Viral particles are required for infection in neurodegenerative Creutzfeldt-Jakob disease.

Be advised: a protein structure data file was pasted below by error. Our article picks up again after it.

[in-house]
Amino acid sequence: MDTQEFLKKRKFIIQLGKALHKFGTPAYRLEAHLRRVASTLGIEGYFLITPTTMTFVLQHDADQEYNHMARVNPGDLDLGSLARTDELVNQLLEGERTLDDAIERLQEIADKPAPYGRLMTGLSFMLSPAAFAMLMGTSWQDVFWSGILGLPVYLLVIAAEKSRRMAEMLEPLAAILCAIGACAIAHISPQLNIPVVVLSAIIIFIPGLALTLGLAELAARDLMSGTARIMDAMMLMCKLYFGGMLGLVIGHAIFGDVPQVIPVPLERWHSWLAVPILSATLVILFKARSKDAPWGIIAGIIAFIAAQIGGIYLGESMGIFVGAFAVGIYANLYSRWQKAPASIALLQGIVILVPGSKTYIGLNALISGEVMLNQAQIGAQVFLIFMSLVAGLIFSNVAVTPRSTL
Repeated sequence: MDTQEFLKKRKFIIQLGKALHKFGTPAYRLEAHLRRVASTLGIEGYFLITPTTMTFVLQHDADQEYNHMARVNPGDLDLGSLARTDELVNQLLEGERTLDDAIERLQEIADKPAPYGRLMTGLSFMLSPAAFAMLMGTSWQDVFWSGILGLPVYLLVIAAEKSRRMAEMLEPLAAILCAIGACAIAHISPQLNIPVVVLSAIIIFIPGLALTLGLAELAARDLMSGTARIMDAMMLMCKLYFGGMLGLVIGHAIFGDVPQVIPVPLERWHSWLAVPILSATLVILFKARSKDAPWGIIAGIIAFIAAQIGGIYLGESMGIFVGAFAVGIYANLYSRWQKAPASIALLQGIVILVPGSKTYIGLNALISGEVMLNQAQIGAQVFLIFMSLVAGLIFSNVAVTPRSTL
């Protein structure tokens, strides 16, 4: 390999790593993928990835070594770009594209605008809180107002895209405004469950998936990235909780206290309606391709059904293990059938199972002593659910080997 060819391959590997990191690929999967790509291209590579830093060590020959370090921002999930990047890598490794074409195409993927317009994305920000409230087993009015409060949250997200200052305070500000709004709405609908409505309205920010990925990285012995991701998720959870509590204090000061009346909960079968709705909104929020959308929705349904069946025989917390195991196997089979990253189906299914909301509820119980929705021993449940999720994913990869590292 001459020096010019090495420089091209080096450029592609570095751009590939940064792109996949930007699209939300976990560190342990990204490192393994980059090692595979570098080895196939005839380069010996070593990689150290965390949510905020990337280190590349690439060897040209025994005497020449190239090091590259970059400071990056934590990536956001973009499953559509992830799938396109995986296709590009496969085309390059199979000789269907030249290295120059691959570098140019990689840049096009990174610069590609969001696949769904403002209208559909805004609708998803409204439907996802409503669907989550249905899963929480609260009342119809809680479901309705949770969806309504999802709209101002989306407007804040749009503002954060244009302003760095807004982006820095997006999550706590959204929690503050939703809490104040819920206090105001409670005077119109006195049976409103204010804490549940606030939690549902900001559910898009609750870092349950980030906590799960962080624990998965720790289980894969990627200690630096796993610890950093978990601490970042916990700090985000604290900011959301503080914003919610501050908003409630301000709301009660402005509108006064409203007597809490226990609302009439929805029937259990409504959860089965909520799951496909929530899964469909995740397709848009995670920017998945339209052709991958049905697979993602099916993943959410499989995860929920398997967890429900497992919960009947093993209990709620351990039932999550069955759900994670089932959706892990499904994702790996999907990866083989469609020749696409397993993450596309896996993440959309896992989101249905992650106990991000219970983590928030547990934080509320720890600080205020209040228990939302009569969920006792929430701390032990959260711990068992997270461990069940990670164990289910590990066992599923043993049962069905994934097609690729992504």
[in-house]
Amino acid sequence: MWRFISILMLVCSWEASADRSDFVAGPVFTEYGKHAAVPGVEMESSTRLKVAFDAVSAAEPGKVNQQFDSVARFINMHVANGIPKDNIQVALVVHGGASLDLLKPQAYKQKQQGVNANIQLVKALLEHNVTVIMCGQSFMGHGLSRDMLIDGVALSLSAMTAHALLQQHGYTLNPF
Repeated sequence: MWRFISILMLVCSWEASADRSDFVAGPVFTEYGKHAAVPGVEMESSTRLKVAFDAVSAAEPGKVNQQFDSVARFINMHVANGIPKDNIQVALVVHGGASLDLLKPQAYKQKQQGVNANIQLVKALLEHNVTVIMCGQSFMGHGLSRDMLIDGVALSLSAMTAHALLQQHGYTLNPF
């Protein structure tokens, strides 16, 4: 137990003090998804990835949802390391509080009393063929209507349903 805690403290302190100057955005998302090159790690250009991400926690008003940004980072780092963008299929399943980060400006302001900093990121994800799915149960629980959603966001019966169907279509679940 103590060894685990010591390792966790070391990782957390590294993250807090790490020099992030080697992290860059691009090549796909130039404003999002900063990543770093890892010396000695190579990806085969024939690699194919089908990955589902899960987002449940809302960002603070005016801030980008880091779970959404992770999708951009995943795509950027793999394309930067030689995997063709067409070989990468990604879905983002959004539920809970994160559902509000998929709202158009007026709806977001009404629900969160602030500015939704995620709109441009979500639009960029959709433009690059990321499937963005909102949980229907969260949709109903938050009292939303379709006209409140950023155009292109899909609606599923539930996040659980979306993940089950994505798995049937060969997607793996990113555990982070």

Several models have been proposed for the infectious agents that cause human Creutzfeldt-Jakob disease (CJD) and sheep scrapie. Purified proteins and extracted nucleic acids are not infectious. To further identify the critical molecular components of the CJD agent, 120S infectious material with reduced prion protein (PrP) was treated with guanidine hydrochloride or SDS. Particulate and soluble components were then separated by centrifugation and molecularly characterized. Conditions that optimally solubilized residual PrP and/or nucleic acid-protein complexes were used to produce subfractions that were assayed for infectivity. All controls retained > 90% of the 120S titer (approximately 15% of that in total brain) but lost > 99.5% of their infectivity after heat-SDS treatment (unlike scrapie fractions enriched for PrP). Exposure to 1% SDS at 22 degrees C produced particulate nucleic acid-protein complexes that were almost devoid of host PrP. These sedimenting complexes were as infectious as the controls. In contrast, when such complexes were solubilized with 2.5 M guanidine hydrochloride, the infectious titer was reduced by > 99.5%. Sedimenting PrP aggregates with little nucleic acid and no detectable nucleic acid-binding proteins had negligible infectivity, as did soluble but multimeric forms of PrP. These data strongly implicate a classical viral structure, possibly with no intrinsic PrP, as the CJD infectious agent. CJD-specific protective nucleic acid-binding protein(s) have already been identified in 120S preparations, and preliminary subtraction studies have revealed several CJD-specific nucleic acids. Such viral candidates deserve more attention, as they may be of use in preventing iatrogenic CJD and in solving a fundamental mystery.